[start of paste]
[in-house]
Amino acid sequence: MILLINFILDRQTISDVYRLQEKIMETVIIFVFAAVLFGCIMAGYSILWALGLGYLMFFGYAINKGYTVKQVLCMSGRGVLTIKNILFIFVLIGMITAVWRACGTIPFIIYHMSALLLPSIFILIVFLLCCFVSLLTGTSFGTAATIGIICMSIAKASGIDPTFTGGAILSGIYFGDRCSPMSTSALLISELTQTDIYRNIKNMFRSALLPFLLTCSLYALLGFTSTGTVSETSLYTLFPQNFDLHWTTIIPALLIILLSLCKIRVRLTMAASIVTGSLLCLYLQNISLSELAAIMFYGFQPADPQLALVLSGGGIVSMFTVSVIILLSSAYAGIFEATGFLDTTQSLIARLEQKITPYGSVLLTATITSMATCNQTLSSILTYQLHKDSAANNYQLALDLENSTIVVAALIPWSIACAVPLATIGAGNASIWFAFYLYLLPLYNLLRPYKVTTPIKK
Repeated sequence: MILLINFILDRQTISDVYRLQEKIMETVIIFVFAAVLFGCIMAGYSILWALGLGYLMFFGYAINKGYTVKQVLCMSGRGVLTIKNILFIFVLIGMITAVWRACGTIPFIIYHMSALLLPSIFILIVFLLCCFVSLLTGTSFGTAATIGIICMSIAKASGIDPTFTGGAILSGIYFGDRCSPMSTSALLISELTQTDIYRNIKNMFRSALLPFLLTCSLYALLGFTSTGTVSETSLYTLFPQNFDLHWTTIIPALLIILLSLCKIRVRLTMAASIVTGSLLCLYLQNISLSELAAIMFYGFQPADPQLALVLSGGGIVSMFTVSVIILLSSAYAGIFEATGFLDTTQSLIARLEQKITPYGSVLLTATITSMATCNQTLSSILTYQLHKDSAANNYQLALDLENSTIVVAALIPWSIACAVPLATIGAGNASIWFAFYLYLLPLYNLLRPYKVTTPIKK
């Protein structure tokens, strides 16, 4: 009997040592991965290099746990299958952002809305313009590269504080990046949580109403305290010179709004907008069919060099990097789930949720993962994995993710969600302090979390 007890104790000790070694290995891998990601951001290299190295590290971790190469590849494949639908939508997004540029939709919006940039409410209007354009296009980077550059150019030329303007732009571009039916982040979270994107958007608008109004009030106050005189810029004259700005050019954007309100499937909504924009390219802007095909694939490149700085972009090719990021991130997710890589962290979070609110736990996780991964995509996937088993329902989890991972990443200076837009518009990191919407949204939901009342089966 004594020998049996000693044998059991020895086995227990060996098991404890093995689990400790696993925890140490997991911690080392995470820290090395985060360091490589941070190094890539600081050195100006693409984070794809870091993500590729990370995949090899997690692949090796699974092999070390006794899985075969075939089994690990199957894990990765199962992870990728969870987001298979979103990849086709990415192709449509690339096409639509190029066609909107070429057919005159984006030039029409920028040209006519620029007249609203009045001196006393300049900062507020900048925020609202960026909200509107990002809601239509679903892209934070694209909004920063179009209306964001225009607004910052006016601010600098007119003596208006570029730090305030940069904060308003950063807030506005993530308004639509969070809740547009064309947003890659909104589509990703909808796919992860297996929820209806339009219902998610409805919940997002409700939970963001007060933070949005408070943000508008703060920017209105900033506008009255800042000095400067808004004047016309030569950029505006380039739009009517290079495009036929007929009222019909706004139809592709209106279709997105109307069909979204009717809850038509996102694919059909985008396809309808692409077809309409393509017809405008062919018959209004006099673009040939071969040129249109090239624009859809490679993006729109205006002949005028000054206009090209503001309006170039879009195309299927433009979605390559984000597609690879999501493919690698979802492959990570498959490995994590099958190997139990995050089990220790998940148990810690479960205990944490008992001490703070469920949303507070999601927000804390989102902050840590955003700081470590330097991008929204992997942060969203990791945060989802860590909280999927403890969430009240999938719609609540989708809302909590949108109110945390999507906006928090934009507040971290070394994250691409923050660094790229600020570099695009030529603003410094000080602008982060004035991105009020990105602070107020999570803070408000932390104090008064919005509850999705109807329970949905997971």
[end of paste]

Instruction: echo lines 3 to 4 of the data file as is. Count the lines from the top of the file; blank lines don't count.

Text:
Repeated sequence: MILLINFILDRQTISDVYRLQEKIMETVIIFVFAAVLFGCIMAGYSILWALGLGYLMFFGYAINKGYTVKQVLCMSGRGVLTIKNILFIFVLIGMITAVWRACGTIPFIIYHMSALLLPSIFILIVFLLCCFVSLLTGTSFGTAATIGIICMSIAKASGIDPTFTGGAILSGIYFGDRCSPMSTSALLISELTQTDIYRNIKNMFRSALLPFLLTCSLYALLGFTSTGTVSETSLYTLFPQNFDLHWTTIIPALLIILLSLCKIRVRLTMAASIVTGSLLCLYLQNISLSELAAIMFYGFQPADPQLALVLSGGGIVSMFTVSVIILLSSAYAGIFEATGFLDTTQSLIARLEQKITPYGSVLLTATITSMATCNQTLSSILTYQLHKDSAANNYQLALDLENSTIVVAALIPWSIACAVPLATIGAGNASIWFAFYLYLLPLYNLLRPYKVTTPIKK
């Protein structure tokens, strides 16, 4: 009997040592991965290099746990299958952002809305313009590269504080990046949580109403305290010179709004907008069919060099990097789930949720993962994995993710969600302090979390 007890104790000790070694290995891998990601951001290299190295590290971790190469590849494949639908939508997004540029939709919006940039409410209007354009296009980077550059150019030329303007732009571009039916982040979270994107958007608008109004009030106050005189810029004259700005050019954007309100499937909504924009390219802007095909694939490149700085972009090719990021991130997710890589962290979070609110736990996780991964995509996937088993329902989890991972990443200076837009518009990191919407949204939901009342089966 004594020998049996000693044998059991020895086995227990060996098991404890093995689990400790696993925890140490997991911690080392995470820290090395985060360091490589941070190094890539600081050195100006693409984070794809870091993500590729990370995949090899997690692949090796699974092999070390006794899985075969075939089994690990199957894990990765199962992870990728969870987001298979979103990849086709990415192709449509690339096409639509190029066609909107070429057919005159984006030039029409920028040209006519620029007249609203009045001196006393300049900062507020900048925020609202960026909200509107990002809601239509679903892209934070694209909004920063179009209306964001225009607004910052006016601010600098007119003596208006570029730090305030940069904060308003950063807030506005993530308004639509969070809740547009064309947003890659909104589509990703909808796919992860297996929820209806339009219902998610409805919940997002409700939970963001007060933070949005408070943000508008703060920017209105900033506008009255800042000095400067808004004047016309030569950029505006380039739009009517290079495009036929007929009222019909706004139809592709209106279709997105109307069909979204009717809850038509996102694919059909985008396809309808692409077809309409393509017809405008062919018959209004006099673009040939071969040129249109090239624009859809490679993006729109205006002949005028000054206009090209503001309006170039879009195309299927433009979605390559984000597609690879999501493919690698979802492959990570498959490995994590099958190997139990995050089990220790998940148990810690479960205990944490008992001490703070469920949303507070999601927000804390989102902050840590955003700081470590330097991008929204992997942060969203990791945060989802860590909280999927403890969430009240999938719609609540989708809302909590949108109110945390999507906006928090934009507040971290070394994250691409923050660094790229600020570099695009030529603003410094000080602008982060004035991105009020990105602070107020999570803070408000932390104090008064919005509850999705109807329970949905997971």